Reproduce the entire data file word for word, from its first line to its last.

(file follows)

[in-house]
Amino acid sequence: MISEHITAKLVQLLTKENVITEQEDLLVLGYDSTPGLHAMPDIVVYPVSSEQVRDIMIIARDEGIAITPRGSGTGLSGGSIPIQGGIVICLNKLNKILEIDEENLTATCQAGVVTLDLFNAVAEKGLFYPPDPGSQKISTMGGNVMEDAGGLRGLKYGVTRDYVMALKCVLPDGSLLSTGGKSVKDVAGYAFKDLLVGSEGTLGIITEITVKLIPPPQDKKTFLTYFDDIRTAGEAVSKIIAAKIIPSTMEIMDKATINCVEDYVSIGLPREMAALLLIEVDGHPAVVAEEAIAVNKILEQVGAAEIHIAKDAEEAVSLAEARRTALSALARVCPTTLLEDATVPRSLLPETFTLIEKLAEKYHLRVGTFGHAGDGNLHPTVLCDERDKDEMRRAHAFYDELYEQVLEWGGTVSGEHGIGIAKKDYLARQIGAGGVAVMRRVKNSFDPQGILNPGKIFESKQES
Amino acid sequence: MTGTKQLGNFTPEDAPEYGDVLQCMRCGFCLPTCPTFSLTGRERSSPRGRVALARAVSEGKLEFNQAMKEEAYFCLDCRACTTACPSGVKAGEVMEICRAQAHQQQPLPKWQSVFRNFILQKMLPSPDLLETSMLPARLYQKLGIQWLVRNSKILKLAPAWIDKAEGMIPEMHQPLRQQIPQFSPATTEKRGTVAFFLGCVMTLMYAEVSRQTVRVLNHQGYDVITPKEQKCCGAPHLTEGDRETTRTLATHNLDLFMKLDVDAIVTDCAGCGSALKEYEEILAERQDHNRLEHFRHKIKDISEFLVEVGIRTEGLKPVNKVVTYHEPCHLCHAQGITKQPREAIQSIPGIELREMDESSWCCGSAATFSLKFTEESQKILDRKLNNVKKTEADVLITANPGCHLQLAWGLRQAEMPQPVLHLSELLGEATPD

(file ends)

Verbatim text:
[in-house]
Amino acid sequence: MISEHITAKLVQLLTKENVITEQEDLLVLGYDSTPGLHAMPDIVVYPVSSEQVRDIMIIARDEGIAITPRGSGTGLSGGSIPIQGGIVICLNKLNKILEIDEENLTATCQAGVVTLDLFNAVAEKGLFYPPDPGSQKISTMGGNVMEDAGGLRGLKYGVTRDYVMALKCVLPDGSLLSTGGKSVKDVAGYAFKDLLVGSEGTLGIITEITVKLIPPPQDKKTFLTYFDDIRTAGEAVSKIIAAKIIPSTMEIMDKATINCVEDYVSIGLPREMAALLLIEVDGHPAVVAEEAIAVNKILEQVGAAEIHIAKDAEEAVSLAEARRTALSALARVCPTTLLEDATVPRSLLPETFTLIEKLAEKYHLRVGTFGHAGDGNLHPTVLCDERDKDEMRRAHAFYDELYEQVLEWGGTVSGEHGIGIAKKDYLARQIGAGGVAVMRRVKNSFDPQGILNPGKIFESKQES
Amino acid sequence: MTGTKQLGNFTPEDAPEYGDVLQCMRCGFCLPTCPTFSLTGRERSSPRGRVALARAVSEGKLEFNQAMKEEAYFCLDCRACTTACPSGVKAGEVMEICRAQAHQQQPLPKWQSVFRNFILQKMLPSPDLLETSMLPARLYQKLGIQWLVRNSKILKLAPAWIDKAEGMIPEMHQPLRQQIPQFSPATTEKRGTVAFFLGCVMTLMYAEVSRQTVRVLNHQGYDVITPKEQKCCGAPHLTEGDRETTRTLATHNLDLFMKLDVDAIVTDCAGCGSALKEYEEILAERQDHNRLEHFRHKIKDISEFLVEVGIRTEGLKPVNKVVTYHEPCHLCHAQGITKQPREAIQSIPGIELREMDESSWCCGSAATFSLKFTEESQKILDRKLNNVKKTEADVLITANPGCHLQLAWGLRQAEMPQPVLHLSELLGEATPD